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Kernel set in a maize hybrid and its two parental inbred lines exposed to water stress.

Laura Echarte1,2 and Matthijs Tollenaar1

1 Dept. of Plant Agriculture, University of Guelph, Guelph, ON, Canada, N1G 2W1. E-mail: lecharte@mdp.edu.ar;
mtollena@uoguelph.ca

2
Holds a fellowship from the Organization of American States (OAS).

Abstract

Kernel set in a maize hybrid and its two parental inbred lines was examined across a range of water-stress levels during the period bracketing silking. Kernel set was greater in the hybrid than in the inbred lines under all levels of water stress. Differences in kernel set between the hybrid and its parental inbred lines were attributable to a greater kernel number per unit plant growth rate and not to differences in plant growth rate. Greater kernel set per unit plant growth rate was attributable mainly to kernel set per unit ear growth rate (i.e., kernel set efficiency) and to a lesser extent to dry matter partitioning to the ear.

Media summary

Greater kernel set of a hybrid compared to its parental inbred lines is attributable to kernel set per unit plant growth rate around silking.

Key Words

Zea mays L.

Introduction

Heterosis for grain yield in maize has been associated with four physiological processes: (i) Heterosis for leaf area index (LAI) due to increased leaf size, resulting in increased light interception and dry matter accumulation of hybrids. (ii) Heterosis for ‘stay green’, which in addition to heterosis for maximum LAI results in increased light interception and dry matter accumulation during the grain-filling period. (iii) Heterosis for sustaining photosynthesis of green leaf area during the grain-filling period, resulting in increased canopy photosynthesis during this period. (iv) Heterosis for harvest index due, in part, to a heterosis for kernel number (Tollenaar et al., 2004). The physiological mechanisms underlying the heterosis of kernel set and its response to stress are not known.

Kernel number per plant (KNP) is associated with plant growth rate during a critical period bracketing silking (PGRs) (Tollenaar et al., 1992). In maize, the KNP-PGRS relationship has been described by two successive curves to account for the first and second ear in prolific, or a single curve in non-prolific plants (Tollenaar et al., 1992). According to this model, differences in kernel set in hybrids compared to the parental inbred lines could be related to PGRS, kernel set per unit PGRS (KNP/PGRS), or both.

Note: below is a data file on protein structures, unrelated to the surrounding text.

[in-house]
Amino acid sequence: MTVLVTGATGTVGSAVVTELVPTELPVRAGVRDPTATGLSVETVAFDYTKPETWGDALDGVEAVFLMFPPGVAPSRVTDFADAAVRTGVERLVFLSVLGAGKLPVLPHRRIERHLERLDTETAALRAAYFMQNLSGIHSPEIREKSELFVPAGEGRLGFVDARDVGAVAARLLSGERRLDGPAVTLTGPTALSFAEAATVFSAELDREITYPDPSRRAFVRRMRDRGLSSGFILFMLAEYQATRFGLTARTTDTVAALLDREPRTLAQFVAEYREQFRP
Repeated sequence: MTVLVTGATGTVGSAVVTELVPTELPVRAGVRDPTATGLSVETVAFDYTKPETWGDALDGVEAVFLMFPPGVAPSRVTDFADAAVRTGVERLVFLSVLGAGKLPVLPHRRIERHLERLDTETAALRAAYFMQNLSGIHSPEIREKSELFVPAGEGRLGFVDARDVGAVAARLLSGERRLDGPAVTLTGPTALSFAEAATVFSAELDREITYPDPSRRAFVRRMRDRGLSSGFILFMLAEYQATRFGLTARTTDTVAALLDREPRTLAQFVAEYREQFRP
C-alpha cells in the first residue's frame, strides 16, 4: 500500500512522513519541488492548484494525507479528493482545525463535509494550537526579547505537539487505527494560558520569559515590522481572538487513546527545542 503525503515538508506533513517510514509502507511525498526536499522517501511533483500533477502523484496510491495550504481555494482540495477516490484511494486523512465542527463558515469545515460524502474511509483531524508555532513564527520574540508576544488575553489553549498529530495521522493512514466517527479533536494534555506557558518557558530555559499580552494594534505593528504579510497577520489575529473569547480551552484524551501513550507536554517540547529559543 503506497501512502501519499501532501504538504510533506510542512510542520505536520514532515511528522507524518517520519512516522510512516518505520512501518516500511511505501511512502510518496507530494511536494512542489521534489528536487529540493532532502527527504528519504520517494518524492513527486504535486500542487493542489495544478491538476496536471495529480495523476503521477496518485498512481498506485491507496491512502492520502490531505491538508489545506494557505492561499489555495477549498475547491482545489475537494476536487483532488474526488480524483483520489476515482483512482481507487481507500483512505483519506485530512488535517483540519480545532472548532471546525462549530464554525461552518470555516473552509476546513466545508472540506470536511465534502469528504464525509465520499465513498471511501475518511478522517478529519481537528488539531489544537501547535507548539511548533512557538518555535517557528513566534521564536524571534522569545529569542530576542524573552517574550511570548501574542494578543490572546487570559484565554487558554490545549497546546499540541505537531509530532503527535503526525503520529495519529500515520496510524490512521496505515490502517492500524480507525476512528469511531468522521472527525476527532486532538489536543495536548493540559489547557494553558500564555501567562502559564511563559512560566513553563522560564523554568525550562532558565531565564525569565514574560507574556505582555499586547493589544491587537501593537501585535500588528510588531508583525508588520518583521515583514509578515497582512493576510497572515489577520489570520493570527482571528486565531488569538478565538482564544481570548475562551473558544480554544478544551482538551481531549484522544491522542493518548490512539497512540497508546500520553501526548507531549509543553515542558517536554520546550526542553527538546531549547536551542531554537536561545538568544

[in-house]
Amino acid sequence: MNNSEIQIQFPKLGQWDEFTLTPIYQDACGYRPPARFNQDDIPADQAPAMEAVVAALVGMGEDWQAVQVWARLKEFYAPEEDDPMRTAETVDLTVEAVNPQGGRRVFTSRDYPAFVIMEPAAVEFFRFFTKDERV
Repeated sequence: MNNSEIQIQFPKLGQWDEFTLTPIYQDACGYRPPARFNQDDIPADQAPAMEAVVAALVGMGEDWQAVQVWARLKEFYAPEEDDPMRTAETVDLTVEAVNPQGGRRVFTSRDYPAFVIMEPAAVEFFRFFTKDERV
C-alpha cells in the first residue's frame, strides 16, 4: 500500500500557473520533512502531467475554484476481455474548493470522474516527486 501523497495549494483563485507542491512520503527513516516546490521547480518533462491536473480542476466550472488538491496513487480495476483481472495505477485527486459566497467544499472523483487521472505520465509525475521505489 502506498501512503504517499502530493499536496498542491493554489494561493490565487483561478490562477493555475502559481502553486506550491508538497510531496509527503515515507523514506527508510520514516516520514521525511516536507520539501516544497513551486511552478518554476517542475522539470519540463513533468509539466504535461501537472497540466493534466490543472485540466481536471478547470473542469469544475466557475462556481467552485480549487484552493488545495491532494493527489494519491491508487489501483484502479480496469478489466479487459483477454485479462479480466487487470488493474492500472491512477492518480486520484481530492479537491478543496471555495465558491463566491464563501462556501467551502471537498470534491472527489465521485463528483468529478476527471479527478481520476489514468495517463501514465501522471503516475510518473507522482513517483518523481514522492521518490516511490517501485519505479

In addition, differences between hybrids and their parental inbred lines in kernel set per unit PGRS may be attributable to either or both dry matter partitioning to the ear and kernel set efficiency (i.e., kernel set per unit of ear growth rate) during the period bracketing silking (Andrade et al., 1999).

In this work we studied physiological processes underlying kernel set in a hybrid and its two parental inbred lines.

Methods

Site, crop management, plant material and experimental design

An experiment was conducted in 2003 at the Arkell Research Station near Guelph, Ontario (4339’ N, 8025’ W and 375 m above sea level), using a hydroponic system in the field (Tollenaar and Migus, 1984). During the whole life cycle, except for ~20 days around silking, pails were watered four times a day using a nutrient solution as described by Tollenaar (1989). Three seeds were planted on 21 May 2003 and seedlings were thinned at the 3-leaf stage to two plants per pail. Plant density was 60,000 plants ha-1. Treatments consisted of one hybrid (CG60 x CG102) and its two parental inbred lines and of three water regimes (100 (=control), 75 and 60% of water availability relative to the control). The experimental design was a split plot with three replications. The main plot was genotypes and sub plot was water regime.

Water treatments